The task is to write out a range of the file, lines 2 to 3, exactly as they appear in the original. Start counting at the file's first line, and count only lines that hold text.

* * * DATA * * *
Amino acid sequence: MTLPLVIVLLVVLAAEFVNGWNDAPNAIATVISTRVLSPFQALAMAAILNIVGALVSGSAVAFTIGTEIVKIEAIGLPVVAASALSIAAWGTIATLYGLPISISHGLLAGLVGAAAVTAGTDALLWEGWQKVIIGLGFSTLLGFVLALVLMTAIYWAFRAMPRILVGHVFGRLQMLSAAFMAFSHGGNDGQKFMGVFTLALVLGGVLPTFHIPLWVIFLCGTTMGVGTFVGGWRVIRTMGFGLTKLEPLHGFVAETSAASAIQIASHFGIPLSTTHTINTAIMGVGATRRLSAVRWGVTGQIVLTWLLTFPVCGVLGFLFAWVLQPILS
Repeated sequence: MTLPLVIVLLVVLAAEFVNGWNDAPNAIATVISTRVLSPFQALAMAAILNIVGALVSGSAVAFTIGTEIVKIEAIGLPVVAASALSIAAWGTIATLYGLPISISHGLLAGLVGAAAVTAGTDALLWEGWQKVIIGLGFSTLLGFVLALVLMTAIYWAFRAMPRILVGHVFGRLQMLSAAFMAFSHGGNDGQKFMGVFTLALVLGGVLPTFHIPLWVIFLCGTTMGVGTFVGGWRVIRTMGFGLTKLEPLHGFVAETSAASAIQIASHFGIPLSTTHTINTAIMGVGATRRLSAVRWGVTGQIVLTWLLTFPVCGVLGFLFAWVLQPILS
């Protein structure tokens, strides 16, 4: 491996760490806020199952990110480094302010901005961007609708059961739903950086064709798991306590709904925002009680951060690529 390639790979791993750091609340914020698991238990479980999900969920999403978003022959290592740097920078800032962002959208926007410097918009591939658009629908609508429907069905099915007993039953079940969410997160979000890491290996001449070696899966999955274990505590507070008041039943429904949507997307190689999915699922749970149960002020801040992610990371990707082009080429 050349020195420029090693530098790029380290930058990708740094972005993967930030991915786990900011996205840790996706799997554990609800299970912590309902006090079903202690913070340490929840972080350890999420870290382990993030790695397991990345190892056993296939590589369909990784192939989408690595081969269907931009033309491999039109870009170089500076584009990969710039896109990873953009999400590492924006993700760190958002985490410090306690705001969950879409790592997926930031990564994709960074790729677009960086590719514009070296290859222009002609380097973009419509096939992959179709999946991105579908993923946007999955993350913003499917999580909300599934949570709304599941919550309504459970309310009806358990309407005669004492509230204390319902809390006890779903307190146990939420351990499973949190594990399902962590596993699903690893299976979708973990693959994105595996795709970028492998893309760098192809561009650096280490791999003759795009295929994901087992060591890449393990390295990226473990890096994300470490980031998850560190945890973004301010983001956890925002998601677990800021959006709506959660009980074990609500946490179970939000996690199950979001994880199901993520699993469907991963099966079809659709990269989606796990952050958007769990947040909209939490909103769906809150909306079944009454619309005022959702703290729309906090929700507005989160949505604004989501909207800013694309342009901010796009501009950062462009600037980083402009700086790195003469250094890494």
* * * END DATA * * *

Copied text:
Repeated sequence: MTLPLVIVLLVVLAAEFVNGWNDAPNAIATVISTRVLSPFQALAMAAILNIVGALVSGSAVAFTIGTEIVKIEAIGLPVVAASALSIAAWGTIATLYGLPISISHGLLAGLVGAAAVTAGTDALLWEGWQKVIIGLGFSTLLGFVLALVLMTAIYWAFRAMPRILVGHVFGRLQMLSAAFMAFSHGGNDGQKFMGVFTLALVLGGVLPTFHIPLWVIFLCGTTMGVGTFVGGWRVIRTMGFGLTKLEPLHGFVAETSAASAIQIASHFGIPLSTTHTINTAIMGVGATRRLSAVRWGVTGQIVLTWLLTFPVCGVLGFLFAWVLQPILS
């Protein structure tokens, strides 16, 4: 491996760490806020199952990110480094302010901005961007609708059961739903950086064709798991306590709904925002009680951060690529 390639790979791993750091609340914020698991238990479980999900969920999403978003022959290592740097920078800032962002959208926007410097918009591939658009629908609508429907069905099915007993039953079940969410997160979000890491290996001449070696899966999955274990505590507070008041039943429904949507997307190689999915699922749970149960002020801040992610990371990707082009080429 050349020195420029090693530098790029380290930058990708740094972005993967930030991915786990900011996205840790996706799997554990609800299970912590309902006090079903202690913070340490929840972080350890999420870290382990993030790695397991990345190892056993296939590589369909990784192939989408690595081969269907931009033309491999039109870009170089500076584009990969710039896109990873953009999400590492924006993700760190958002985490410090306690705001969950879409790592997926930031990564994709960074790729677009960086590719514009070296290859222009002609380097973009419509096939992959179709999946991105579908993923946007999955993350913003499917999580909300599934949570709304599941919550309504459970309310009806358990309407005669004492509230204390319902809390006890779903307190146990939420351990499973949190594990399902962590596993699903690893299976979708973990693959994105595996795709970028492998893309760098192809561009650096280490791999003759795009295929994901087992060591890449393990390295990226473990890096994300470490980031998850560190945890973004301010983001956890925002998601677990800021959006709506959660009980074990609500946490179970939000996690199950979001994880199901993520699993469907991963099966079809659709990269989606796990952050958007769990947040909209939490909103769906809150909306079944009454619309005022959702703290729309906090929700507005989160949505604004989501909207800013694309342009901010796009501009950062462009600037980083402009700086790195003469250094890494």